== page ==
One major thing lawmakers and the vocal 1% so-called advocacy groups don't understand is that kids WANT to be where everybody is and not on some remote island and parents just need controls that are specific to the App. The "one-size-fits-all" rules don't work! These advocacy groups want their ideal scenario in the world that all should conform to, but in the end, they end up hurting the people (kids) they want to help by pushing them into breaking the law.
So back to Instagram, I'm absolutely sure they can easily make a 12 and under setting. Just put in the parents email address instead of their own, allow parents to make it private/approve friends, or allow the kid to do so, or even allow the kids to the ability to drop in open comments. If my kid gets crazy with them - I can turn them off delete, erase. BUT the law doesn't allow Instagram to even figure any of that out - it's pretty much black and white. All in 13+ or not at all 'in compliance' with COPPA laws.
So now we have a whole slew of "tweens" on Instagram breaking the law with most all parents allowing it, but with NO controls because Instagram is not allowed to even acknowledge it or they'll get fined for each 'violation' which can pretty much turn into billions the way the law is written. I'm sure Facebook, their owner, just doesn't want to bother with the PR nightmare of changing, or better yet, abandoning the the law. Imagine the field day the so-called vocal parent advocacy groups would have with that and the news headlines of, "Facebook WANTS to put your children in DANGER!" (photo of preschoolers.)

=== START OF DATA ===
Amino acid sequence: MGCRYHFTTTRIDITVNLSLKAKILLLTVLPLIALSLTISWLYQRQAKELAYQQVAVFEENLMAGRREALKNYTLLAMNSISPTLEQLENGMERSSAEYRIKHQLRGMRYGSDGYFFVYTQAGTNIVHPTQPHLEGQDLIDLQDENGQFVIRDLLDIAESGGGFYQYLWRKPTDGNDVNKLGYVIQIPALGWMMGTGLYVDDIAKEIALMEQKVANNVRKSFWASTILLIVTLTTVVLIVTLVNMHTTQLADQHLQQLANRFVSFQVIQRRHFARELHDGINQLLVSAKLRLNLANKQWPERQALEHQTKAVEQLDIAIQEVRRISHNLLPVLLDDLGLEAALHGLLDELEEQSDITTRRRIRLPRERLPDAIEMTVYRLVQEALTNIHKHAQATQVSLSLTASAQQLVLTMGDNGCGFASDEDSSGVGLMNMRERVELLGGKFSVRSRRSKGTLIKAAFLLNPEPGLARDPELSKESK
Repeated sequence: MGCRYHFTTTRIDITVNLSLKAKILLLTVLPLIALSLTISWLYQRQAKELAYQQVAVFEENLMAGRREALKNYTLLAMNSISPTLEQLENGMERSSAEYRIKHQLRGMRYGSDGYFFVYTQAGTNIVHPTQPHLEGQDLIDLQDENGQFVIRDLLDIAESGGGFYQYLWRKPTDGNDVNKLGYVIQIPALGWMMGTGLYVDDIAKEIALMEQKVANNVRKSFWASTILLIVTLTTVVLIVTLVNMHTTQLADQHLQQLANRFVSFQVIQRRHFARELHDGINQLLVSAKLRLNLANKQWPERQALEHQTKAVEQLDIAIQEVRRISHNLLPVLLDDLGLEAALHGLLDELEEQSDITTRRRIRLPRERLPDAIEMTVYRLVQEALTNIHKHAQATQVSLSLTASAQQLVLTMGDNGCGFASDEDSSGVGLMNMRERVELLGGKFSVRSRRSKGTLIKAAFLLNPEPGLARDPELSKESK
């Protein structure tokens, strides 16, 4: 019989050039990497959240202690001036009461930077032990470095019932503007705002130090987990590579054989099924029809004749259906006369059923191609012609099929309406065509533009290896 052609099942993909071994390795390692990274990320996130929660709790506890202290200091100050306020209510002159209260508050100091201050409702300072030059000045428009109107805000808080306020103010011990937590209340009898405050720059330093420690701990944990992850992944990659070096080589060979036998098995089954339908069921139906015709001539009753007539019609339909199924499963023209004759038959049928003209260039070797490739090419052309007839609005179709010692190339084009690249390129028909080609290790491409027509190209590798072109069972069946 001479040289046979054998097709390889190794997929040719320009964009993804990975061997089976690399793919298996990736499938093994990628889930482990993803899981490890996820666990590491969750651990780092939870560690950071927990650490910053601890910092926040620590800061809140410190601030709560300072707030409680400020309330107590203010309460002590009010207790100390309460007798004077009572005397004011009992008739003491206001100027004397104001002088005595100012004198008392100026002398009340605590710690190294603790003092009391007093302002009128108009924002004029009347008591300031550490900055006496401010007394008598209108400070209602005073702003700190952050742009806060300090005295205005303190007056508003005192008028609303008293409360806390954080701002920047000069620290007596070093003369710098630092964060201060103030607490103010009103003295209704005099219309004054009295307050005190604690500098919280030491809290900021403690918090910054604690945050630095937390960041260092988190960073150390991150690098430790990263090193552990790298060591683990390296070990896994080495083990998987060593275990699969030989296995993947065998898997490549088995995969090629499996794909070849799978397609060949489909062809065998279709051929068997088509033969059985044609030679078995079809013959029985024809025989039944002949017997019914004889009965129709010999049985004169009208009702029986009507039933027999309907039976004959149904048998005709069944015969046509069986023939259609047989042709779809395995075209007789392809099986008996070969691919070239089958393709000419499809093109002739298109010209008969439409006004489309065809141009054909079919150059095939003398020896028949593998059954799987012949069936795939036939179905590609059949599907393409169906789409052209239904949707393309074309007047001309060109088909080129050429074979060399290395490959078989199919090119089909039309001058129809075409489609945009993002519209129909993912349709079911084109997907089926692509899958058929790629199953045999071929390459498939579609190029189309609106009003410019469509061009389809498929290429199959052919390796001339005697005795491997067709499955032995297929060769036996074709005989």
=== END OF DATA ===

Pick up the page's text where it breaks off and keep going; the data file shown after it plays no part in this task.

Yes, my 10YO is on Instagram and I allow it because our laws won't allow places like Instagram or even game Apps, to work with real parents (not so-called non-tech savy advocacy groups) in relation to their specific App or product to put in controls for parents.
Until these laws are downright removed altogether or greatly amended allowing individual Apps to work with parents actually using the service, they have to conform to a one-size-all outdated government policy ultimately hurting the kids they think they're helping.
*photo credit: @cats_of_instagram